Jack Mintz, an economist whose expertise the Harper government values very, very, very, very, very, very, very, very, very, very much, has co-authored a report calling for the elimination of various GST exemptions.
By eliminating the set-asides such as medicines, books, financial services and especially food, governments could reap an additional $39 billion in revenue annually — about 60 per cent higher than current levels. That cash bonanza could be used to cut income taxes, fund social services, or both, or even to cut almost in half the 12-to 15 per cent Canadians pay in harmonized sales taxes in most provinces,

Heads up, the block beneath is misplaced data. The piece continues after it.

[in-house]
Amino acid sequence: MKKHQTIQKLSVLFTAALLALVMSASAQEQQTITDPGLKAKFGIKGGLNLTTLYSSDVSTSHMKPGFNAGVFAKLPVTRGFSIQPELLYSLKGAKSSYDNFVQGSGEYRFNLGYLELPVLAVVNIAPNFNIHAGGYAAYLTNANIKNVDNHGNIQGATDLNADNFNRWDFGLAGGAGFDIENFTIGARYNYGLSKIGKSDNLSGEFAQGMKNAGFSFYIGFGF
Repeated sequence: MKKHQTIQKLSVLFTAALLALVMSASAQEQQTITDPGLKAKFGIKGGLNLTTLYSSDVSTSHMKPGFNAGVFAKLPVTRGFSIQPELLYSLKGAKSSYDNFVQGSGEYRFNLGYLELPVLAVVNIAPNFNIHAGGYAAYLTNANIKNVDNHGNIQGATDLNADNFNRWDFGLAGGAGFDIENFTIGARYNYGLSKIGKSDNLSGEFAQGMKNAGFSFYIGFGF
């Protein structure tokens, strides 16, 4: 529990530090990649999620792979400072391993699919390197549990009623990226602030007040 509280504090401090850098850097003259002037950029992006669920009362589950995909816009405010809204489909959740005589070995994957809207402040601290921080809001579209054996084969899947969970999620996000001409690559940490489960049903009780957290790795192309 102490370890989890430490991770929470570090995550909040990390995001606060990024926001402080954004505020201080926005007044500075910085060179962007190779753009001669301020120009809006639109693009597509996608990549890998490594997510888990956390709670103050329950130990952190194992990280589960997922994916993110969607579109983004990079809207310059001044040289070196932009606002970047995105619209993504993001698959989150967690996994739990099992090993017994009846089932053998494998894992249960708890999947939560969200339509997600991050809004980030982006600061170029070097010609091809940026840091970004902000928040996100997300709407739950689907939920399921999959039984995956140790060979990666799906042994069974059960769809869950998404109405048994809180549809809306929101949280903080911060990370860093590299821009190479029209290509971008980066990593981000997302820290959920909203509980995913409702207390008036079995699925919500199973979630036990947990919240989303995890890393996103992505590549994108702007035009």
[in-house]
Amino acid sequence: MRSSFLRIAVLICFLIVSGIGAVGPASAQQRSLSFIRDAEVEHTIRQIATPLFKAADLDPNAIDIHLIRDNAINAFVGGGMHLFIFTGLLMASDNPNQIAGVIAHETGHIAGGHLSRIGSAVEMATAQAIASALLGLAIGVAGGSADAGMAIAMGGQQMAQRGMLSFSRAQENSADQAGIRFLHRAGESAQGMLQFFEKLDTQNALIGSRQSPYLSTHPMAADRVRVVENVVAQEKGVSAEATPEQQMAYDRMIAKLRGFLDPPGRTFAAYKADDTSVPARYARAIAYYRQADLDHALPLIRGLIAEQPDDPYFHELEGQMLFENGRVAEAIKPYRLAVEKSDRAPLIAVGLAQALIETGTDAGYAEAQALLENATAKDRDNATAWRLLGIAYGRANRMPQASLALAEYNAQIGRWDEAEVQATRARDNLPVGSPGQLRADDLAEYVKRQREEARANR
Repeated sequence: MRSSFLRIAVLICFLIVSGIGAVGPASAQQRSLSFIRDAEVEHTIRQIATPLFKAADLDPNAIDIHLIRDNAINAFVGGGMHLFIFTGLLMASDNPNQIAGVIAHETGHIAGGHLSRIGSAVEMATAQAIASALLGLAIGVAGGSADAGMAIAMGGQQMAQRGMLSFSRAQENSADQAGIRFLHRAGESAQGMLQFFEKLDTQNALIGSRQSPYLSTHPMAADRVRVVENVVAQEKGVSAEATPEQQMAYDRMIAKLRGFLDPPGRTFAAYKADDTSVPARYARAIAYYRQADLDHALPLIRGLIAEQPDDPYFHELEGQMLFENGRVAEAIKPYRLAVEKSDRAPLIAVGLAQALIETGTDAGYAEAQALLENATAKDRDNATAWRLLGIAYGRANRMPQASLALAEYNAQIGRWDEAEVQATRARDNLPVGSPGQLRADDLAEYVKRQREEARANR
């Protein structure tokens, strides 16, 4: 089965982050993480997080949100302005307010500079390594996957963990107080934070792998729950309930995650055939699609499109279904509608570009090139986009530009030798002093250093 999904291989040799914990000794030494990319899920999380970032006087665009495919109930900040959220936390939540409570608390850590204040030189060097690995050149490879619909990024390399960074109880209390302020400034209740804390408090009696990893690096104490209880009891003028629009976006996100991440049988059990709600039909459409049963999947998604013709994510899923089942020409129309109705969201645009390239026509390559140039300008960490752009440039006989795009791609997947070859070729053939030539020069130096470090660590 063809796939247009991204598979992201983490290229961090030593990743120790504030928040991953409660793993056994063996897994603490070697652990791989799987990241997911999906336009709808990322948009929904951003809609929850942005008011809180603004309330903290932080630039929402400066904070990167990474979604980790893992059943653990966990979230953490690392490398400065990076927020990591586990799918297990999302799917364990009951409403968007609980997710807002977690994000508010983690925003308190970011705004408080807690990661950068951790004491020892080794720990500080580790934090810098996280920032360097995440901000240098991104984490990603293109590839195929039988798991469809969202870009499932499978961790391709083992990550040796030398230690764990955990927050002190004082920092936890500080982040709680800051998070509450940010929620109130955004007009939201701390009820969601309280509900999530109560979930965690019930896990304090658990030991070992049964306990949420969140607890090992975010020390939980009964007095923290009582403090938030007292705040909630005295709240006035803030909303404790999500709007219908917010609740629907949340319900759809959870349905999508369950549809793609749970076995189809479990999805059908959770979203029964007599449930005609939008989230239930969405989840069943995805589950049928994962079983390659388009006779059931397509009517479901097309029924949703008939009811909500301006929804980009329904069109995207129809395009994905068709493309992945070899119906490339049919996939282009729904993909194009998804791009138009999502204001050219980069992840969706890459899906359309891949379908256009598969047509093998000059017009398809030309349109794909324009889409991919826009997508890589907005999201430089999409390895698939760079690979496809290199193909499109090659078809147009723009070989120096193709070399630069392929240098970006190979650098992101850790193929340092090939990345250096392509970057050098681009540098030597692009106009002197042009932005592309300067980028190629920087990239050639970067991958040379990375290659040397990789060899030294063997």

“In reality, Canada’s VAT (value-added tax) is riddled with exemptions, rebates and reduced ratings that seriously damage its effectiveness,” Smart writes in an update of a paper he delivered to a conference in Calgary last fall … “This paper makes the case for an ideal VAT. Taxing consumer commodities at a single rate reduces opportunities for tax evasion, keeps revenues steady and drastically simplifies compliances for businesses.”